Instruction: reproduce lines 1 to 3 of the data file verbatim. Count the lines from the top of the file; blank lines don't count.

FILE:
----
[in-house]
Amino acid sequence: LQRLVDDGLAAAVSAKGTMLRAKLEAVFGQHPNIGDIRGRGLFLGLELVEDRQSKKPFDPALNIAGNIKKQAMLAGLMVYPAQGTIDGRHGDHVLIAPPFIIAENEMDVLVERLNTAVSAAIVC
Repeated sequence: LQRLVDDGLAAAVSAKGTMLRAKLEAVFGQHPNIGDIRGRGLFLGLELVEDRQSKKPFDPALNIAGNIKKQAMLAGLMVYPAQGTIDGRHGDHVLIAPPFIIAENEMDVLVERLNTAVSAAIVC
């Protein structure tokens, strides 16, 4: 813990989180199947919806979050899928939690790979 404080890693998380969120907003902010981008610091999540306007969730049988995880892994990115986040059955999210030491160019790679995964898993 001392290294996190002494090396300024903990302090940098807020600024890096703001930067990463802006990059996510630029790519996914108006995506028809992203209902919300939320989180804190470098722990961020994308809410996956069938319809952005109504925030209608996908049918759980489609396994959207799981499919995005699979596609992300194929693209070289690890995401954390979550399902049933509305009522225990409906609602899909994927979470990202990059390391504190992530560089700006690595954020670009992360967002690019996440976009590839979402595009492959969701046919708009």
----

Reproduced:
[in-house]
Amino acid sequence: LQRLVDDGLAAAVSAKGTMLRAKLEAVFGQHPNIGDIRGRGLFLGLELVEDRQSKKPFDPALNIAGNIKKQAMLAGLMVYPAQGTIDGRHGDHVLIAPPFIIAENEMDVLVERLNTAVSAAIVC
Repeated sequence: LQRLVDDGLAAAVSAKGTMLRAKLEAVFGQHPNIGDIRGRGLFLGLELVEDRQSKKPFDPALNIAGNIKKQAMLAGLMVYPAQGTIDGRHGDHVLIAPPFIIAENEMDVLVERLNTAVSAAIVC